Providence cultural center AS220 wraps up the fall edition of its Action Speaks! panel discussion series with an examination of that oft-ignored byproduct of America's consumerist culture: trash.
The Action Speaks! chats always use an underappreciated moment in history as a jumping-off point and this time it's the 1987 launch of the Mobro 4000 trash barge, which wandered from New York City to Belize and back again in search of a community willing to accept the waste.
The Mobro's months-long odyssey, which finally ended with an incineration of its payload in Brooklyn, sparked a national conversation about consumption and environmental degradation. Those topics are sure to come up in the Action Speaks! discussion, set for Wednesday, October 27 from 5:30 to 7 pm at AS220, 115 Empire Street. The event is free and open to the public.
The panel is scheduled to include Boston University professor Juliet Schor, author of Born to Buy: The Commercialized Child and the New Consumer Culture; Michael O'Connor, director of the Rhode Island Resource Recovery Corporation; and New York University's Robin Nagle, the anthropologist-in-residence for the New York City Department of Sanitation.
The Phoenix, a sponsor of Action Speaks!, caught up with Nagle for a Q&A over email. (The interview was edited.)
WHY SHOULD WE CARE ABOUT TRASH? So many reasons! Here's a partial list:
• Whether considered in a local context or within the flows of global capital, trash has devastating and sometimes irreversible effects on all ecosystems through which it passes and in which it settles.
• It is a collection of objects and remnants that some person or some entity decided were no longer worth attention or care, but that still require significant attention from political powers, in economic decisions, and most immediately from the men and women who pick it up and keep it moving. Paying attention to garbage as a fact of contemporary life lets us consider those politics and economics more thoughtfully, and also helps us remember just how important are those men and women who deal with it every day.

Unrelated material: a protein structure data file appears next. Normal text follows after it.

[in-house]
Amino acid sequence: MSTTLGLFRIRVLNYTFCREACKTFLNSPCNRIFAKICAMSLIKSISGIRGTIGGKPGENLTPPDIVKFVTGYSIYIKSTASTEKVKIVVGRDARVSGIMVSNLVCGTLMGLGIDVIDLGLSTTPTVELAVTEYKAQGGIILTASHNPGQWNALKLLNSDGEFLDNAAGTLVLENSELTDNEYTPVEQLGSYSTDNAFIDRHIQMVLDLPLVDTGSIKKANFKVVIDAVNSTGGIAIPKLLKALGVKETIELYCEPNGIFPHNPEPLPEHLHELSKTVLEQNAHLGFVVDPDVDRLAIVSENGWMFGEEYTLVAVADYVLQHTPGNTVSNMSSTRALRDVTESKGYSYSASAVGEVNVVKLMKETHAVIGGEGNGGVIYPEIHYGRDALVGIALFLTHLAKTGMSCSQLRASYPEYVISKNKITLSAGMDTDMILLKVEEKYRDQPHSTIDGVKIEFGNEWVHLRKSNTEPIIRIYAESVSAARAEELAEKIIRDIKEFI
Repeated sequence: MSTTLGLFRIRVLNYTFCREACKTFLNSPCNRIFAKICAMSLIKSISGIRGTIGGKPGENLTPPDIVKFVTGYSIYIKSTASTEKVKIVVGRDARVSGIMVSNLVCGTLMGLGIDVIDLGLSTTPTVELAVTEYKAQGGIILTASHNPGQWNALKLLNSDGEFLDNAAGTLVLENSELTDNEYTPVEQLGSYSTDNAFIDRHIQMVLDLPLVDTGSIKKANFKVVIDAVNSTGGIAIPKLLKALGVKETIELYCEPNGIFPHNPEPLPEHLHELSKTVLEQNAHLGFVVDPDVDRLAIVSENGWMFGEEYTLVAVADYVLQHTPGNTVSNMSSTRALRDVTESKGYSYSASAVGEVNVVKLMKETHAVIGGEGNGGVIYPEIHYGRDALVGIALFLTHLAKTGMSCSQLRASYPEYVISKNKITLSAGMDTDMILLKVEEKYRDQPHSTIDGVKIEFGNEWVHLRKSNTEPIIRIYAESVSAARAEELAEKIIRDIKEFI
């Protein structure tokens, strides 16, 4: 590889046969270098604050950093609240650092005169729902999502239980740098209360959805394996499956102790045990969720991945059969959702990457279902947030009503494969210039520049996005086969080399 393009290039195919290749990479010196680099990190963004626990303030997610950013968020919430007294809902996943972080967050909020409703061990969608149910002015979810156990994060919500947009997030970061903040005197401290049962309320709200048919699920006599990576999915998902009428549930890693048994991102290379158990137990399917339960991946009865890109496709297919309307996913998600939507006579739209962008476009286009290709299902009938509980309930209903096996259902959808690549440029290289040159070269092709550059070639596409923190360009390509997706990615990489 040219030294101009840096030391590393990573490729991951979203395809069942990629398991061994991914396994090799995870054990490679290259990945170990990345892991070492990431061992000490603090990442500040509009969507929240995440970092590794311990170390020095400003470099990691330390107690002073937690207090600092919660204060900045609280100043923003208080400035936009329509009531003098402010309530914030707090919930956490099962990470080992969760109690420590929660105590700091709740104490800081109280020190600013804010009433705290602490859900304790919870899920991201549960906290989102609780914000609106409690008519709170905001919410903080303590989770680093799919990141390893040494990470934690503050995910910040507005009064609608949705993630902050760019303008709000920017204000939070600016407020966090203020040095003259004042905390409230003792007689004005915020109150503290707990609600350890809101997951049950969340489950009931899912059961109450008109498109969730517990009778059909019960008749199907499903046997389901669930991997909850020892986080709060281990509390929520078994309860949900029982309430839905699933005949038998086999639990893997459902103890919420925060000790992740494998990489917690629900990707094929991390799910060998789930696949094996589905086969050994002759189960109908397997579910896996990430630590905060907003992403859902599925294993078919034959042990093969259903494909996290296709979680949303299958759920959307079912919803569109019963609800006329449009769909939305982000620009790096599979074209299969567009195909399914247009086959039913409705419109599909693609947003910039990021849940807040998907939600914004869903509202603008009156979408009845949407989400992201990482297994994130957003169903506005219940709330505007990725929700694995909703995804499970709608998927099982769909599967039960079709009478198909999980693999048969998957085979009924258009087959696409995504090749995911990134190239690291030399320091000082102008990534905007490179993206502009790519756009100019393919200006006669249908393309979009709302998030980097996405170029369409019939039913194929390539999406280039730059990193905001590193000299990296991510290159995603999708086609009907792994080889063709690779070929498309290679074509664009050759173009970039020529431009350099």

• When we start to care about trash, it's easier to imagine how to change current patterns of waste generation. We don't have to accept that massive quantities of waste are assumed and unavoidable side-effects of resource extraction, manufacture, distribution, and consumption. We can begin to imagine real alternatives.
• Much of the trash that we generate today is plastics-based. Most of that plastic is made from petrochemicals. Why do we relentlessly search for oil, which we use in part to create those plastics, and then allow those very products such short use?
YOU'VE REFERRED TO SANITATION WORKERS AS "FOLK SOCIOLOGISTS." WHAT DO YOU MEAN BY THAT? A sanitation worker can "read" a neighborhood in fine detail based on what people throw away. Garbage reveals intimate details about the individuals who create it, especially in the context of household waste.
YOU'VE TALKED ABOUT OUR PENCHANT FOR MAKING TRASH INVISIBLE. WHAT IS THE SIGNIFICANCE OF OUR DESIRE TO HIDE THE DISCARDED? We don't see trash because it's hard to confront and tough to think about. We don't like it — for itself — because it's sometimes smelly, often messy, and mashes together things that were once separable, individual objects. Garbage breaches a series of categories that are meant to be kept separate — clothing and animal waste, let's say, or food and loose hair. How gross is that?
We also don't want to see trash because we're uncomfortable knowing that we make so much of it, and because, frankly, we're uncertain how to make less of it.
YOU'RE ATTEMPTING TO CREATE A SANITATION MUSEUM IN NEW YORK CITY. HOW'S IT GOING? Slowly, but there is tremendous good will for the effort. I'm confident that we'll eventually have a world-class museum that will do New York proud.